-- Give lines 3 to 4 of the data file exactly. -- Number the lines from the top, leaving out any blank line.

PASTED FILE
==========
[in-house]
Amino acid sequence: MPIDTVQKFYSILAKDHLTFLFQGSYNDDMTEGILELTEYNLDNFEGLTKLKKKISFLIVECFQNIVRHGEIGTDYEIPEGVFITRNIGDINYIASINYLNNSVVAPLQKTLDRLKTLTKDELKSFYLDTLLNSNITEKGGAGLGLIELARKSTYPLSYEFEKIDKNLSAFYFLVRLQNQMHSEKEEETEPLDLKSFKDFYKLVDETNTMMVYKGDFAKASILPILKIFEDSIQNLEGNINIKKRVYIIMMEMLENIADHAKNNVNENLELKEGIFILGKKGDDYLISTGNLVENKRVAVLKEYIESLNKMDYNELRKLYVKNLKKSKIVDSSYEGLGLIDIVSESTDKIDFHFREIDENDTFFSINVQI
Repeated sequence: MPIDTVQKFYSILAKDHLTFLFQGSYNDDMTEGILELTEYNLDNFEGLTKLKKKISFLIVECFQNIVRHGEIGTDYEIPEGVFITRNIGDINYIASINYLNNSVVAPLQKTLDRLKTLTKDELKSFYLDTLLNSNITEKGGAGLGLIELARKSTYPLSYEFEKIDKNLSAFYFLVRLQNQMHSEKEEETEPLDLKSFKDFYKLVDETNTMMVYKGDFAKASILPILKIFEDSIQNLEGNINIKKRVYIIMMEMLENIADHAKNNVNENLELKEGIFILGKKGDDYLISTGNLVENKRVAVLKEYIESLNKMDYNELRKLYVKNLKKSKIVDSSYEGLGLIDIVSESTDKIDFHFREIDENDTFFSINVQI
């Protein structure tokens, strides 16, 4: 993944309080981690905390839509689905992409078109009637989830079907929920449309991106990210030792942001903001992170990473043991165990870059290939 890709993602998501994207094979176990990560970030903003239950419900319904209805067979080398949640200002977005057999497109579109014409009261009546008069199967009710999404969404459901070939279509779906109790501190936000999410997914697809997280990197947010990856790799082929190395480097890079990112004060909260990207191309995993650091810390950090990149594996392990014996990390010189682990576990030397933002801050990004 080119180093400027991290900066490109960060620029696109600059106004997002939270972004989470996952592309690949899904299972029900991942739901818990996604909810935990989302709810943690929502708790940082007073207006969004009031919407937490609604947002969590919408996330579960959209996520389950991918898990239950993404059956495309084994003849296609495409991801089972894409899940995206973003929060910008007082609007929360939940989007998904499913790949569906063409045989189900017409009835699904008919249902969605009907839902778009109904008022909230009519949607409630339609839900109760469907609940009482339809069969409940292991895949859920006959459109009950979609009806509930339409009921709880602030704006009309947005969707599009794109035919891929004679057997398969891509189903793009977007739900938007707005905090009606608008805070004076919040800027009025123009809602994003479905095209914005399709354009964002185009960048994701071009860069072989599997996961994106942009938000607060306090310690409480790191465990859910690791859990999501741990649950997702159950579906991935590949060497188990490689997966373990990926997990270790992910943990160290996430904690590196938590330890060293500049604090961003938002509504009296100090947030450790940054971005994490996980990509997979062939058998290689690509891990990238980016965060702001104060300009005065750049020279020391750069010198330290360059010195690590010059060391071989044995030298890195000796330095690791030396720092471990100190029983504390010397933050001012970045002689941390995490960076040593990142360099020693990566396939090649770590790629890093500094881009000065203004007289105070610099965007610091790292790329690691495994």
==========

Repeated sequence: MPIDTVQKFYSILAKDHLTFLFQGSYNDDMTEGILELTEYNLDNFEGLTKLKKKISFLIVECFQNIVRHGEIGTDYEIPEGVFITRNIGDINYIASINYLNNSVVAPLQKTLDRLKTLTKDELKSFYLDTLLNSNITEKGGAGLGLIELARKSTYPLSYEFEKIDKNLSAFYFLVRLQNQMHSEKEEETEPLDLKSFKDFYKLVDETNTMMVYKGDFAKASILPILKIFEDSIQNLEGNINIKKRVYIIMMEMLENIADHAKNNVNENLELKEGIFILGKKGDDYLISTGNLVENKRVAVLKEYIESLNKMDYNELRKLYVKNLKKSKIVDSSYEGLGLIDIVSESTDKIDFHFREIDENDTFFSINVQI
């Protein structure tokens, strides 16, 4: 993944309080981690905390839509689905992409078109009637989830079907929920449309991106990210030792942001903001992170990473043991165990870059290939 890709993602998501994207094979176990990560970030903003239950419900319904209805067979080398949640200002977005057999497109579109014409009261009546008069199967009710999404969404459901070939279509779906109790501190936000999410997914697809997280990197947010990856790799082929190395480097890079990112004060909260990207191309995993650091810390950090990149594996392990014996990390010189682990576990030397933002801050990004 080119180093400027991290900066490109960060620029696109600059106004997002939270972004989470996952592309690949899904299972029900991942739901818990996604909810935990989302709810943690929502708790940082007073207006969004009031919407937490609604947002969590919408996330579960959209996520389950991918898990239950993404059956495309084994003849296609495409991801089972894409899940995206973003929060910008007082609007929360939940989007998904499913790949569906063409045989189900017409009835699904008919249902969605009907839902778009109904008022909230009519949607409630339609839900109760469907609940009482339809069969409940292991895949859920006959459109009950979609009806509930339409009921709880602030704006009309947005969707599009794109035919891929004679057997398969891509189903793009977007739900938007707005905090009606608008805070004076919040800027009025123009809602994003479905095209914005399709354009964002185009960048994701071009860069072989599997996961994106942009938000607060306090310690409480790191465990859910690791859990999501741990649950997702159950579906991935590949060497188990490689997966373990990926997990270790992910943990160290996430904690590196938590330890060293500049604090961003938002509504009296100090947030450790940054971005994490996980990509997979062939058998290689690509891990990238980016965060702001104060300009005065750049020279020391750069010198330290360059010195690590010059060391071989044995030298890195000796330095690791030396720092471990100190029983504390010397933050001012970045002689941390995490960076040593990142360099020693990566396939090649770590790629890093500094881009000065203004007289105070610099965007610091790292790329690691495994």